The city of Omaha has provided by ordinance as follows:
Section 55-3.2 provides: "Operators of all vehicles and street cars are required to observe the instructions of all traffic signs placed under the provisions of this Article. Such signs shall include all lettered signs, all buttons in streets or on curbing, all mechanical traffic signals, and all paint or other markings placed upon the surface of the roadway. Such signs shall be held to have the same authority as the personal direction of a Police Officer."
Section 55-7.19 provides: "Where stop signs have been placed at any intersection, upon a boulevard, school zone, or upon any other street, it shall be unlawful for the operator of a vehicle to proceed past such stop sign until such operator has brought his vehicle to a complete stop at the stop sign."
Section 55-3.3 provides: "Whenever traffic at an intersection is controlled by a traffic control signal, exhibiting colored lights, or written directions, such lights or directions shall indicate as follows:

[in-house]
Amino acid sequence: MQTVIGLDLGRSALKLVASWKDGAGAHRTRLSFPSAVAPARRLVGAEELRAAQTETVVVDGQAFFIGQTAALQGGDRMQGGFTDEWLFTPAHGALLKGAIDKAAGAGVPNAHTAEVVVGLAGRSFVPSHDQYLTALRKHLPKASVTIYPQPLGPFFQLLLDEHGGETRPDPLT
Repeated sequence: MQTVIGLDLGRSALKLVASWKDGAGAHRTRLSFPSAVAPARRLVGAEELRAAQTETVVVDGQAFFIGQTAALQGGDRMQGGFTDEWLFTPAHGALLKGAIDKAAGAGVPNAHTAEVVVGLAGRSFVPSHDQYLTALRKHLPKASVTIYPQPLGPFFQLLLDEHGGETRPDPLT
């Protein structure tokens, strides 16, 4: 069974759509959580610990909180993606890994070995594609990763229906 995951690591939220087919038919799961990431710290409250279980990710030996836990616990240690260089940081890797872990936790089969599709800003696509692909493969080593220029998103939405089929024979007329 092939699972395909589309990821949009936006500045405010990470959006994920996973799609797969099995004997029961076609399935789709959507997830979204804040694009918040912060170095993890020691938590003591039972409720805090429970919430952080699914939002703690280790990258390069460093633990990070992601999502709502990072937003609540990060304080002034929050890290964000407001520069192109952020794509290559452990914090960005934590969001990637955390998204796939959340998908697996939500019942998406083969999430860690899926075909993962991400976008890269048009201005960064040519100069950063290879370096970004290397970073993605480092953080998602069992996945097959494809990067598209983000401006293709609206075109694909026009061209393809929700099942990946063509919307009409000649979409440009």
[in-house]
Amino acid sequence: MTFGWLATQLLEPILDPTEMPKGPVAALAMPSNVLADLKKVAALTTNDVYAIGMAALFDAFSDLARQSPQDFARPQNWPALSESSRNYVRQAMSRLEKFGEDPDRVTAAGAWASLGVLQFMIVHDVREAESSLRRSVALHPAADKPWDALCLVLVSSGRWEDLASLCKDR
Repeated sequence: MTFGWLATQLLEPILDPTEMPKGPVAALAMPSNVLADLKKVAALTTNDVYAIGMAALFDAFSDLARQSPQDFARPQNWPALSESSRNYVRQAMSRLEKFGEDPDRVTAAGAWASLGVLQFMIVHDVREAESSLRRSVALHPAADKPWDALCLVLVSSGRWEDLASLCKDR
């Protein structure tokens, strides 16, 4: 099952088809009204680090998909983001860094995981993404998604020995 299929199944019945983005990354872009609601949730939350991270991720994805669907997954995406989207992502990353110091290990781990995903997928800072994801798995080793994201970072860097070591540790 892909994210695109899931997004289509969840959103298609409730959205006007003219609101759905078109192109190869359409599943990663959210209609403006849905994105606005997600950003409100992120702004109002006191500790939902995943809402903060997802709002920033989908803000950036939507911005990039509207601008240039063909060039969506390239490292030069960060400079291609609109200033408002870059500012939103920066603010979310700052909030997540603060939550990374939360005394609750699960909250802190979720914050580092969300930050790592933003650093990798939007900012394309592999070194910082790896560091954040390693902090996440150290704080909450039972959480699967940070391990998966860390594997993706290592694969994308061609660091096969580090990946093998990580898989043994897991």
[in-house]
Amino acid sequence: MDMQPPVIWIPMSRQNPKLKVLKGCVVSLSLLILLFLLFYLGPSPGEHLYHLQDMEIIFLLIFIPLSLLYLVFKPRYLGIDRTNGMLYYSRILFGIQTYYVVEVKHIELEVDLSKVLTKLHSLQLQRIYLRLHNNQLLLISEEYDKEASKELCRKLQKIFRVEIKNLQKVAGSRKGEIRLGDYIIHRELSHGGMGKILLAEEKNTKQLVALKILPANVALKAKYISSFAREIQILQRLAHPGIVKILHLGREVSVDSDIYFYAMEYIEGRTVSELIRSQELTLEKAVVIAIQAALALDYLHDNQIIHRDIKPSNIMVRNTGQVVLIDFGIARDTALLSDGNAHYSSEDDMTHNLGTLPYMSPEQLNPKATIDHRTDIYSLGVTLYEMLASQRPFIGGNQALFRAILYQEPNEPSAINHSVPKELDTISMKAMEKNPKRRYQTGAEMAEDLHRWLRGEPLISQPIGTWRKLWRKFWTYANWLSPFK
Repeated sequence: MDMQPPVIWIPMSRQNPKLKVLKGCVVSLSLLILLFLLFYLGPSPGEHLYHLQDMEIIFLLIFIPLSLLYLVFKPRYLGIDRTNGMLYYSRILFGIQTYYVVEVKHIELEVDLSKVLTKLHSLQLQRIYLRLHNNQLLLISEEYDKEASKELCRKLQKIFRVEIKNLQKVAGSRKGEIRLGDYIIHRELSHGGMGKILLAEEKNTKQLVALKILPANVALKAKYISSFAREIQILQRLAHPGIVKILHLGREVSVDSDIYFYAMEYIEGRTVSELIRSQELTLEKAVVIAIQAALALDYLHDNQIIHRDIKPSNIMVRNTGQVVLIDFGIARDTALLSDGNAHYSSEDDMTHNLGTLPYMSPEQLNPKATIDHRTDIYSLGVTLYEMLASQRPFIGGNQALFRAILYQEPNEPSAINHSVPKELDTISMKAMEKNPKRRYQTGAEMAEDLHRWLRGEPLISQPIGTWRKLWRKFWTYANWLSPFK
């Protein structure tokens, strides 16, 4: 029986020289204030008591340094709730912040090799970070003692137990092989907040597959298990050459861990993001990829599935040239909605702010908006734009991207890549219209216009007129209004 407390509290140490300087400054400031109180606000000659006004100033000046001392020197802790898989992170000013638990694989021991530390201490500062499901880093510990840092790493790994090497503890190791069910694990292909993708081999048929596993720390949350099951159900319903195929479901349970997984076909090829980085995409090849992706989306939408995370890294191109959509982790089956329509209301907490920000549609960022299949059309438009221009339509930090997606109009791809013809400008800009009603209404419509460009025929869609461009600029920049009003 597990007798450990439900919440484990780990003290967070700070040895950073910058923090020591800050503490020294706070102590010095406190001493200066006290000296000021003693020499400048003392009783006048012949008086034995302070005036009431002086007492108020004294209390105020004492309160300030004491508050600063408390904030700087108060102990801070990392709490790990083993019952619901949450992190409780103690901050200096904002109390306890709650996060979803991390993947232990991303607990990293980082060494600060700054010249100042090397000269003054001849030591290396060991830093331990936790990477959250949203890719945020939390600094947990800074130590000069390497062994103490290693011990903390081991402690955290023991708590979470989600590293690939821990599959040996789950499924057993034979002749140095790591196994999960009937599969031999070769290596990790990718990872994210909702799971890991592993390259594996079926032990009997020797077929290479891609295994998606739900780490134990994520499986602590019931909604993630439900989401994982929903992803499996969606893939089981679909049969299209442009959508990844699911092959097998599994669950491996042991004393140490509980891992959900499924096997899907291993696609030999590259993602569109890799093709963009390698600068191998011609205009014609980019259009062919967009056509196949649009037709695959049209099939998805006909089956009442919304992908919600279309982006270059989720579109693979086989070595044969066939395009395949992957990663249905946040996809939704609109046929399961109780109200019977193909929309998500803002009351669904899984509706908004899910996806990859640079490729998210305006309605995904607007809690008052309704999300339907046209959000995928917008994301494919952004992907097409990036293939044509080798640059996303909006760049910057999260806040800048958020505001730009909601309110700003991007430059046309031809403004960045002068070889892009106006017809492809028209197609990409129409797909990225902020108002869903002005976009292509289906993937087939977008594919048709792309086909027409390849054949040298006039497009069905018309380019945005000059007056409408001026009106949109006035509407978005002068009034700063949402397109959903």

"GREEN OR `GO': Traffic facing the signal may proceed, except the vehicular traffic shall yield the right-of-way to pedestrians lawfully entering a crosswalk or intersection at the time such sign was exhibited.
"YELLOW OR `CAUTION': Traffic facing the signal shall stop before entering the nearest crosswalk in the intersection unless so close to the intersection that a stop cannot be made in safety.
"RED OR `STOP': Traffic facing the sign shall stop before entering the nearest crosswalk in the intersection or at such other point as may be designated by signs or markings placed by the Superintendent and remain standing until Green or Go is shown."
Section 55-7.18 provides: "Every driver of a vehicle or street car or other conveyance traveling upon any street intersecting any through street above designated, shall stop such vehicle, street car, or other conveyance at the place where such street meets the prolongation of the nearest property line of such through street or at such point where signs have been erected, subject, *861 however, to the direction of any traffic control sign or signal or any Police Officer at any such intersection."
It will thus be observed the city of Omaha enacted ordinances to control situations of this kind and gave traffic control signals or directions by police officers precedence over stop signs. This would only seem logical. To hold that traffic entering a through street or arterial highway had to obey both would only increase traffic difficulties and not decrease them. See, Sam v. Sullivan, Tex.Civ.App., 189 S.W.2d 69; Carlin v. Prickett, 81 Cal. App. 2d 688, 184 P.2d 945.